All about how self-justification locks one into a self defeating cycle and how to get out of it. Highly recommend. It's our nature to self justify so we need to be vigilant against it. Others appreciate it more when one does.
I learned about myself justification in my relationships with others and I saw many samples in my Mormon church history where we play the victim and ignore contrary evidence that we were also, as Mormons, at fault. The leaders of the church in particular, made mistakes and then made excuses for bad behavior for hundreds of years.
This book made it clear why it was so easy for good people to justify really bad behavior. Like Joseph Smith taking provera wives of women who were already married to other man even married to non Mormons in the example of my great great great aunt Mary Elizabeth Rollins Lightner Smith Young.
Not only did I find the dissadents theory, explained within, a logical and easy to understand theory, but the layout of this text made the gradual complexity of information a smooth and easy ride throughout. The anecdotes were awesome and will easily capture your attention, regardless of your opinions about the dissadents theory overall. Well worth it!
This work had many great anecdotes to explain how rampant self justification is amongst people. Almost all the logic in this book followed well for me.
I enjoyed the examples in public and personal lives through history , recent and not-so-recent, where people made mistakes, and either owned up and moved beyond them, or stayed in denial and avoided responsibility. I loved how the book covered international examples all the way down to interpersonal relationships with both good and bad examples of what the writers want to teach about cognitive dissonance. I highly recommend reading it with open eyes and reflecting how to live life better and more responsibly.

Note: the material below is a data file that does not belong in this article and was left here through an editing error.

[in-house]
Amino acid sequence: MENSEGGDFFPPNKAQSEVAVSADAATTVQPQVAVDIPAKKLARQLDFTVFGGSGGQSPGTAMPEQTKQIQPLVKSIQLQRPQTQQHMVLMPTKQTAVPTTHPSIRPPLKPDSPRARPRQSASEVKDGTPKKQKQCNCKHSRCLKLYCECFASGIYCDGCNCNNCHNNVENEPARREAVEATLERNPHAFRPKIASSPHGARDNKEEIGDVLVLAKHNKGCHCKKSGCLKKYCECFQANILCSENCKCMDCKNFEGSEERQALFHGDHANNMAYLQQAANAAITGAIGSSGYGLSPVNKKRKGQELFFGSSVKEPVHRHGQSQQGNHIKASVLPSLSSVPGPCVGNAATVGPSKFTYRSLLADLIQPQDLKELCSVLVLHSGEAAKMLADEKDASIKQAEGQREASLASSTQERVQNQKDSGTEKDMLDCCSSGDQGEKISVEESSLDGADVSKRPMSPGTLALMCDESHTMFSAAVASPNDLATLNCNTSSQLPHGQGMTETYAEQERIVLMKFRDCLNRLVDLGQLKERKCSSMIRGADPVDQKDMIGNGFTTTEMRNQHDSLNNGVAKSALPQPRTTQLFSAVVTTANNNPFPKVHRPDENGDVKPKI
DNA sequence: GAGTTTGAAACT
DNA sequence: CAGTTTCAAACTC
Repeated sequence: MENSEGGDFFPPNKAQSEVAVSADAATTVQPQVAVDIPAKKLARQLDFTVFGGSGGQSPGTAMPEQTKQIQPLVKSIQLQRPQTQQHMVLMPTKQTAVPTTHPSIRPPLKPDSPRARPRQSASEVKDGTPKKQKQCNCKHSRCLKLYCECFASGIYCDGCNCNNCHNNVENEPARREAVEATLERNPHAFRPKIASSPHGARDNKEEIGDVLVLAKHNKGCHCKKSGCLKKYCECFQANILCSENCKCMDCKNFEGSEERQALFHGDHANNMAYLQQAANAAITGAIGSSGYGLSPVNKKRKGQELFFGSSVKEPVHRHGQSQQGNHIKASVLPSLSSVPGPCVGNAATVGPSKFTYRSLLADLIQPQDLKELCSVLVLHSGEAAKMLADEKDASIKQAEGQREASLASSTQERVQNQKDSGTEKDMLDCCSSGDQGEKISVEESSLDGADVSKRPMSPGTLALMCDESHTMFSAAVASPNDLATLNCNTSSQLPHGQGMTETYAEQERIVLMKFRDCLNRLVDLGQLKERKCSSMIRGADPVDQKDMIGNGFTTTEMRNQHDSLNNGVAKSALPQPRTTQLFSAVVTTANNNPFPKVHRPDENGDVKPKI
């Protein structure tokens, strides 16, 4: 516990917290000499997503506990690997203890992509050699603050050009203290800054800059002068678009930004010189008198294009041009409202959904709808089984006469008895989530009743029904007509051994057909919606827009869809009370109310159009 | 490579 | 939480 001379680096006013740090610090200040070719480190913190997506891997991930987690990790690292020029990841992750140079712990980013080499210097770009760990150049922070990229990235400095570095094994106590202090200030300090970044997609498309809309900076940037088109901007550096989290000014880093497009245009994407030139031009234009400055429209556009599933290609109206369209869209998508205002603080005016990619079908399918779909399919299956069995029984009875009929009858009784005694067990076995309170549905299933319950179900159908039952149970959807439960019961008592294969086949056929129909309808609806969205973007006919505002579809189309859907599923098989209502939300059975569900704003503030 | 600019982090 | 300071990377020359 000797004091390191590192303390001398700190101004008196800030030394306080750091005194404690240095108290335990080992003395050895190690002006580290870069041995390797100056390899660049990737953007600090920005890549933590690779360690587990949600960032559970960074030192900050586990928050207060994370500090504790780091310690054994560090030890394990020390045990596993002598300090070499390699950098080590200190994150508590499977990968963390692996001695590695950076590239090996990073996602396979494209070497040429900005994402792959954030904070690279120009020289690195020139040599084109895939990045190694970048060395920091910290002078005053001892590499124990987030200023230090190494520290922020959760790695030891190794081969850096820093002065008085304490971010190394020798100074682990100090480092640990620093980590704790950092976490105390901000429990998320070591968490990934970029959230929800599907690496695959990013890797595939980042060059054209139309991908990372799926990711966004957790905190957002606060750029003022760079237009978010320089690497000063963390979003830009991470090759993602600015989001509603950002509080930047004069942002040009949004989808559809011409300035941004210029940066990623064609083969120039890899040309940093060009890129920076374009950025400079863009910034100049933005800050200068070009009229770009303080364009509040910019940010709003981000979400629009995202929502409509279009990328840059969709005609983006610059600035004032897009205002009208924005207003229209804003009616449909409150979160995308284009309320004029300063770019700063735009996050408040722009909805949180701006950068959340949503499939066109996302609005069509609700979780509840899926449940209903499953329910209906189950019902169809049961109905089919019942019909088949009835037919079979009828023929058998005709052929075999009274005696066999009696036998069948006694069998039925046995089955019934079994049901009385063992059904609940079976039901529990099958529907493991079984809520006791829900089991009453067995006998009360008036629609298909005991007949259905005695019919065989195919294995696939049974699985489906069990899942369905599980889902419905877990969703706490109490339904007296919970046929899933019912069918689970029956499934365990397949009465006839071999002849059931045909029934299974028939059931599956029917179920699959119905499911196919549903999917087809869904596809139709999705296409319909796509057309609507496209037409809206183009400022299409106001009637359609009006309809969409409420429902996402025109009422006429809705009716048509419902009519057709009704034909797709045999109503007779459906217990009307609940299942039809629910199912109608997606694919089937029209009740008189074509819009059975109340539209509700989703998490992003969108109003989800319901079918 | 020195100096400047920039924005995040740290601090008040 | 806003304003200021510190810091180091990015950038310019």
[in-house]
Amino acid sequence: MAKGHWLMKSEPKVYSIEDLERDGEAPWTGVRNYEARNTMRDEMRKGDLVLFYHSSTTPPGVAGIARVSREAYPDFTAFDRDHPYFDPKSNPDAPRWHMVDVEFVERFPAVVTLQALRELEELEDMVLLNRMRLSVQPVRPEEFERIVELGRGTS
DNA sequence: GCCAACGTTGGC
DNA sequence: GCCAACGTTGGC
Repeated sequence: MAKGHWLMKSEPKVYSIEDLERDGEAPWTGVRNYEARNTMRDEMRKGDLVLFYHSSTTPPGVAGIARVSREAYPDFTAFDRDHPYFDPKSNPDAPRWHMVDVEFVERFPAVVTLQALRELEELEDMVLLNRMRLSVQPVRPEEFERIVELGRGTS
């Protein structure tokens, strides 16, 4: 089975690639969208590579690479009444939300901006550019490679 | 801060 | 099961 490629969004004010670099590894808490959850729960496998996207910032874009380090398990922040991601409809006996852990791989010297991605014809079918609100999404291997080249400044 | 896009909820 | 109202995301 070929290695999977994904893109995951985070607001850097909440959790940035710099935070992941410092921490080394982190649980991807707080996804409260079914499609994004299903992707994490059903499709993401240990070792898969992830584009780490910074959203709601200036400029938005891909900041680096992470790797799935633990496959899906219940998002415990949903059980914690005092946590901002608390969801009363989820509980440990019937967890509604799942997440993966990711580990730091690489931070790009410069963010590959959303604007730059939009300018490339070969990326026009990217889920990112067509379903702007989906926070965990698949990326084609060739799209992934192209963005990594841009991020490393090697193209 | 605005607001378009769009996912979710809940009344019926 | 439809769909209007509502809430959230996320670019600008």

This book was written in a research style that dragged with redundancy at times. I liked most of the examples of denial & dissonance given, but some were lengthy & tedious. A closing summary of how to avoid becoming a major mistake maker in denial would have been helpful.
Avid reader of history, biography, and true crime.
This book explains cognitive dissonance and the related concept of self-justification. The research underpinning these theories is presented, with case examples which range from big political decisions which start wars to interpersonal conflicts which all of us deal with in our everyday lives. The easy and seductive part of the book is fitting the theories to the behaviour of people we know - it explains a lot. The tricky part is to keep reminding yourself that it is equally applicable to your own behaviour and may also explain a lot about you. With any luck it will help people to recognise their own mistakes and avoid making similar mistakes in future. Even if it doesn't change your life or improve your relationships, it's an interesting read and an easy way to learn some basic Psychology. Marsha Mercant has a very pleasant voice and does a very good job as narrator.
Faced with mindless duty, when an audio book player slips into a rear pocket and mini buds pop into ears, old is made new again.
“Mistakes Were Made” reminds one of Socrates’ wisdom; e.g. “I know something that I know nothing.” Self-awareness is the essence of wisdom. Carol Tavris and Elliot Aronson, in “Mistakes Were Made”, challenge the foundation of social and physical sciences by questioning the integrity and correlation of human memory and truth.
Tavris and Aronson make one wonder about memories of childhood that influence one’s view of life. Tavris and Aronson question the truth of claims made by mature adults with recovered memories of parental abuse. They create a cognitive dissonance in readers who hear of alleged abuse of children by Catholic clergy or sexual abuse of daughters by fathers. One is thrown into confusion about truth; what to believe; who to blame.